I hand-formed 11 pieces and painted on 11 company moulds. On leaving I gifted some as an expression of my extreme gratitude for overwhelming hospitality. In 2016 I was able to return to 67 Giang Cao Street and make additional ceramics. My second residency, at Muong Studio in amongst the limestone mountains, and collocated with Muong Cultural Museum in Hoa Binh Province, 75km from Hanoi, was very different. Nguyen Anh Tuan’s ECOart project hosted eight core participants, four of whom were international, with on occasions a total of 20 residents. During the day we participants worked on our personal projects in fluid, open studio spaces. Evenings were reserved for presentations. Sleeping quarters were in a traditional Muong stilt house – everyone together in the same room with basic electricity supply. I was spooked by wasp nests in the showers but disappointed not to encounter the ghosts so strongly believed in, while the silence of the night was broken by termites steadily munching our building. My new interest in nature spirits and the ephemeral saw me working with cotton, tree branches and bamboo, but my main work was constructed from rat wire. The rigid wire square grid patterning reminded me of the mirrors featured in my mongrel installations ‘Pho Dog’ (2006) and ‘Aqua Mutt: an Installation with Dag Girl’ (2007), reflecting the push-pull of conflicted forces. My 147cm tall rat wire work, ‘The end the beginning’, an apparition-like dog form, was installed in the surrounding bamboo forest and left to be consumed by the climate. Bac Au, our bamboo expert, was baffled as to why I could not use natural materials like everyone else. I was at a loss to explain. For me there were too many unanswered questions. My residencies immersed me deeply into different arenas of Vietnamese art and social cultures. My introduction to ceramics away from my art studio norm was unexpectedly provocative. The ECOart experience was rewarding on a very different level. As a result of my experiences I was able to introduce Muong Studio as a Host Partner to Asialink. Vietnam has so much to offer. This “small” country has a powerful spirit I feel compelled to explore further.
My introduction to ceramics away from my art studio norm was unexpectedly provocative.
works turn into a living nightmare where I ask myself why I even paint at all.
Larger works such as ‘Big deal Warren, I wagged all of Year Ten’, took about seven weeks, working anywhere from five to 15 hours a week. This seems like an inordinate amount of time considering its size, but the nature of my process means that I’m working on things such as composition as I go. It’s a moving feast and I’ll routinely paint over a day’s work if something’s off. Anyone who has spent any time watching me paint would know how often I misplace my mahlstick too – this probably accounts for an hour of wasted time each session.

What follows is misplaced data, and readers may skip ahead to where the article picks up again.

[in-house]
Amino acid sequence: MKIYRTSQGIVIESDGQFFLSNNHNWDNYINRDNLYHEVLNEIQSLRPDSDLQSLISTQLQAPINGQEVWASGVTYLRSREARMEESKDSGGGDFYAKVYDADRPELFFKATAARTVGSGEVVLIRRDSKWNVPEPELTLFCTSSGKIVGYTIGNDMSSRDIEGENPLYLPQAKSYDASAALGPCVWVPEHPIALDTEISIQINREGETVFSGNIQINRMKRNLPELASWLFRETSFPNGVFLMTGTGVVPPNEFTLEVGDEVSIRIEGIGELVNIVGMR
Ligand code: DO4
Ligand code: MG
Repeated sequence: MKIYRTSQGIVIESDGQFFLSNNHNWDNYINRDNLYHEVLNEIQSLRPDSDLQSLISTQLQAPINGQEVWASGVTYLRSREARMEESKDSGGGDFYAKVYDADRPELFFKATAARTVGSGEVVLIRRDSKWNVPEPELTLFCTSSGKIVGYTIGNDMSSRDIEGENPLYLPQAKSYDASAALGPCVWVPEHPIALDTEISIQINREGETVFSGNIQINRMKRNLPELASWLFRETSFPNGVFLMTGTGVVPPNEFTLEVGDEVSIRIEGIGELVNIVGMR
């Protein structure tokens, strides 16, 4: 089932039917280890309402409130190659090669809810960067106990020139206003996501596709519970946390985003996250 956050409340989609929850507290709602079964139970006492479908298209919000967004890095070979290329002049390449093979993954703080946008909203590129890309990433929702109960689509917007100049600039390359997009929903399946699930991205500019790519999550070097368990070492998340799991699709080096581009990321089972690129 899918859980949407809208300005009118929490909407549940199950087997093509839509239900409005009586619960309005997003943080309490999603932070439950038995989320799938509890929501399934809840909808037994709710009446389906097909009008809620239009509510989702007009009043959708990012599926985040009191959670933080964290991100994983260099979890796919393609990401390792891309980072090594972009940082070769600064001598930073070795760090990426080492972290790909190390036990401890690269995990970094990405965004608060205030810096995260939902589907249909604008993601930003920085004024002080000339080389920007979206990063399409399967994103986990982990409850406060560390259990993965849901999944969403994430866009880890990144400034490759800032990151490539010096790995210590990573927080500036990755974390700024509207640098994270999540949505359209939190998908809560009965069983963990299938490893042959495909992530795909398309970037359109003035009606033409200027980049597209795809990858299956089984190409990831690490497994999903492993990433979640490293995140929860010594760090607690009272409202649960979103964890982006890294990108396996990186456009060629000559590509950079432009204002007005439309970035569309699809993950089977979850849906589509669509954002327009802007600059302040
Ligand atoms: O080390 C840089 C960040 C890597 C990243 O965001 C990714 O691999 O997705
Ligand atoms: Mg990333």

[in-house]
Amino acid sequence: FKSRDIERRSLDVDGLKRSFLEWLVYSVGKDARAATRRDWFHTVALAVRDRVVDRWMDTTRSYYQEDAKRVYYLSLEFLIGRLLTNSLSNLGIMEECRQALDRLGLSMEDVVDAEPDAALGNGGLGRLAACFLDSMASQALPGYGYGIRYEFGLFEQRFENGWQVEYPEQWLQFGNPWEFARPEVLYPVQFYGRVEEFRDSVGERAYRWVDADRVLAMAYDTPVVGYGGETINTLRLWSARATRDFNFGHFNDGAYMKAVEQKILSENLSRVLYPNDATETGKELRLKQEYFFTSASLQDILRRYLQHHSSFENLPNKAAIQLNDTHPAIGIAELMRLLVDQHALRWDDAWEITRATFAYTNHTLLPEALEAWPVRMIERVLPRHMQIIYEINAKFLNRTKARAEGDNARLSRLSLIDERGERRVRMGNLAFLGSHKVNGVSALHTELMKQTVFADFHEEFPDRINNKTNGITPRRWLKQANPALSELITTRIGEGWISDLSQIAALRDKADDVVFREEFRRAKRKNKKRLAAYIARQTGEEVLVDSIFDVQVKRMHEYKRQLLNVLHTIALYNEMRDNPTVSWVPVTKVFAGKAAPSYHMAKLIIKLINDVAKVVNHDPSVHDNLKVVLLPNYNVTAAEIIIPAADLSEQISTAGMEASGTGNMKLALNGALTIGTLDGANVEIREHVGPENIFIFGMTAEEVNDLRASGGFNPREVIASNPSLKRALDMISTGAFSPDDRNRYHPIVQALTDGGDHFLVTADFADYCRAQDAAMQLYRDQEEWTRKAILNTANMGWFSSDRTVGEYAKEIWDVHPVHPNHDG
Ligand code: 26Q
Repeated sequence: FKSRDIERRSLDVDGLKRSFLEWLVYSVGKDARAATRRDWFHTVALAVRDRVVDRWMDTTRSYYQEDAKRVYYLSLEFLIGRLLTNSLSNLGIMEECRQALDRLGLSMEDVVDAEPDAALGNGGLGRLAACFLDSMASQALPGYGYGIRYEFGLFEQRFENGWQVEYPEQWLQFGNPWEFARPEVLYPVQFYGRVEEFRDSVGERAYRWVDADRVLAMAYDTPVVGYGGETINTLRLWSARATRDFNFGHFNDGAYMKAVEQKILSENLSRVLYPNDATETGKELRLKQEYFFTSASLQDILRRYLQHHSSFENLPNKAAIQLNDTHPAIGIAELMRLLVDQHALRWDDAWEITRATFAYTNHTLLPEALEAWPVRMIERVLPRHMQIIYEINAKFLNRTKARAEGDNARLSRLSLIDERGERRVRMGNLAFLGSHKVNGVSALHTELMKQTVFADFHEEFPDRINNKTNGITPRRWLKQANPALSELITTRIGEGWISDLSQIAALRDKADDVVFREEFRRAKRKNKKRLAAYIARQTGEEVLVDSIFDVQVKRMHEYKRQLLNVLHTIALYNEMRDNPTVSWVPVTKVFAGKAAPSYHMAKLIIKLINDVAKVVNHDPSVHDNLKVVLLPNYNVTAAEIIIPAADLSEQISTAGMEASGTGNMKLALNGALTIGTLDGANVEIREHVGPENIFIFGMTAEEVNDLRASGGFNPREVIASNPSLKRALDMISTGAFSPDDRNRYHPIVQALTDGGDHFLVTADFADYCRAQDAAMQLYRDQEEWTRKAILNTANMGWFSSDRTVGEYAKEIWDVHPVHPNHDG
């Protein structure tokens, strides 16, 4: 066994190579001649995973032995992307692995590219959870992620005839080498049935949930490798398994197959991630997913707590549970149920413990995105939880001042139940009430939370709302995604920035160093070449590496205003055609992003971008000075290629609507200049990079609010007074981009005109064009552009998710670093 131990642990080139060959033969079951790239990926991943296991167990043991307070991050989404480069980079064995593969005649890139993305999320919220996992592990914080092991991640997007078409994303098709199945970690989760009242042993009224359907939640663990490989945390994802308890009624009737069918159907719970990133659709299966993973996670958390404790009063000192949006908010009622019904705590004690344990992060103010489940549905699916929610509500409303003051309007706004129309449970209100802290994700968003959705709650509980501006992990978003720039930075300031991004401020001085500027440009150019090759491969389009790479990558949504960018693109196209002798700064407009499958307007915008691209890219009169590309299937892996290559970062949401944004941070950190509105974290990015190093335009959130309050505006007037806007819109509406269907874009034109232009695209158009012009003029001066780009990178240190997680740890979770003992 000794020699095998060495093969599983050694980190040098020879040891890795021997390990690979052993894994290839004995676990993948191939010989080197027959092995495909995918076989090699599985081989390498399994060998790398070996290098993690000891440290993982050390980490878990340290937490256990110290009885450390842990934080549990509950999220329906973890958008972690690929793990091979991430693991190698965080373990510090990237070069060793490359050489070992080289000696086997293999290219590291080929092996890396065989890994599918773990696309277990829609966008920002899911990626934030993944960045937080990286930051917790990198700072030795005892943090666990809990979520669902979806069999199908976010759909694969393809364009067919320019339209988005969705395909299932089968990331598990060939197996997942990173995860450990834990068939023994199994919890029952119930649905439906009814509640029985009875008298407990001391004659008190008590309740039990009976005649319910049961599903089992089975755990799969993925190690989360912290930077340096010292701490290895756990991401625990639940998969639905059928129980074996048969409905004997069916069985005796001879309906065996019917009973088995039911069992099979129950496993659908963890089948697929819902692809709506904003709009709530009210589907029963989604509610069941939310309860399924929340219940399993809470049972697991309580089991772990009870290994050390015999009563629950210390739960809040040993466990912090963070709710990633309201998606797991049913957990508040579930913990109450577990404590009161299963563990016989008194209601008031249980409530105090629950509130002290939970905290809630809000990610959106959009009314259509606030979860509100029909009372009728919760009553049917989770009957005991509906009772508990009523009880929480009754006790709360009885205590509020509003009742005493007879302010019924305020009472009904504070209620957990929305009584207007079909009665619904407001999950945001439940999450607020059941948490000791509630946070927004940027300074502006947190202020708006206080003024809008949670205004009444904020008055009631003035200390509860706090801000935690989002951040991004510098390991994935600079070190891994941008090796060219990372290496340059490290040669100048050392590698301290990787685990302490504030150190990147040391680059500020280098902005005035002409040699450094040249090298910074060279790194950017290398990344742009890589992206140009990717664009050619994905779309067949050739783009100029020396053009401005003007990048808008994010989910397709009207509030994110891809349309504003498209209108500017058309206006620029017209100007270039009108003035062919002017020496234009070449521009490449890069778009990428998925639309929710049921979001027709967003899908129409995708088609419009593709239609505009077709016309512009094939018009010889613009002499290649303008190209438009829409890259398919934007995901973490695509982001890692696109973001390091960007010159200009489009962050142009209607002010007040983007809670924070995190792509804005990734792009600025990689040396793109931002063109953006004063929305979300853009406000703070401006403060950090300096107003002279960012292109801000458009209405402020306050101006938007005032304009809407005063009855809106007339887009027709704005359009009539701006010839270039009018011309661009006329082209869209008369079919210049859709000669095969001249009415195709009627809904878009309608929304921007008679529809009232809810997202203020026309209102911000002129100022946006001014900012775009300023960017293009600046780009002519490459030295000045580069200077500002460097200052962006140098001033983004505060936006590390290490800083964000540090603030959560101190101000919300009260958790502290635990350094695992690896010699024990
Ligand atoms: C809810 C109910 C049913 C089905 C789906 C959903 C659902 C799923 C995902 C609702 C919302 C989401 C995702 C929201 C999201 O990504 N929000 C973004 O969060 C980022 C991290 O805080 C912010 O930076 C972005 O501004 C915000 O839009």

The painting ‘Home Renovator’ was an interesting piece because it went through more iterations than usual. I think the board itself has three previous paintings underneath layers of primer. The 80s bloke with the balaclava was based on an image from an old Australian Owner Builder magazine. I saw it in a secondhand bookstore and was drawn to the decadent drapery-type folds in his snappy jumper. The child precariously balanced in his arm was the cream. The main figure was painted over the course of one sitting and then left for a number of weeks until I had an idea of filling in the background with the interior of my family’s house in the Gold Coast hinterland. I thought it worked but my brother and wife quickly informed me it did not. The only part that made the cut is the remnants of the leather recliner chair and a glimpse of a figure behind the bucket guy up front. There is a real value to having people close to you who have no qualms in telling you something is no good. With these works, the inter-relationship of the images become key. Sometimes you can say a lot with very few images, a kind of shorthand which can tap into a variety of memories and emotions. You miss the mark plenty, but when you create a work that people connect with then you know you’ve done it.
I thought it worked but my brother and wife quickly informed me it did not. The only part that made the cut is the remnants of a leather recliner chair and a figure. There is a real value to having people close to you who have no qualms in telling you something is no good.
02 Speak, 2015, glazed stoneware, 24 x 24 x 25cm, photographer Mai Nguyen-Long 03 Un/civilized, 2016, glazed stoneware, 22 x 16 x 16cm, photographer Mai Nguyen-Long 04 Mai Nguyen-Long at work in Bat Trang, 2015, photographer Nguyen Danh Tu
05 Meal, 2015, glazed stoneware, 13 x 13 x 6cm, photographer Mai Nguyen-Long Courtesy the artist 05
04 03 Big deal Warren, I wagged all of year ten, 2016, oil on board, 60 x 90cm 04 Bucks party, 2016, oil on board, 29 x 38cm 05 Green chair, 2016, oil on board, 23 x 30cm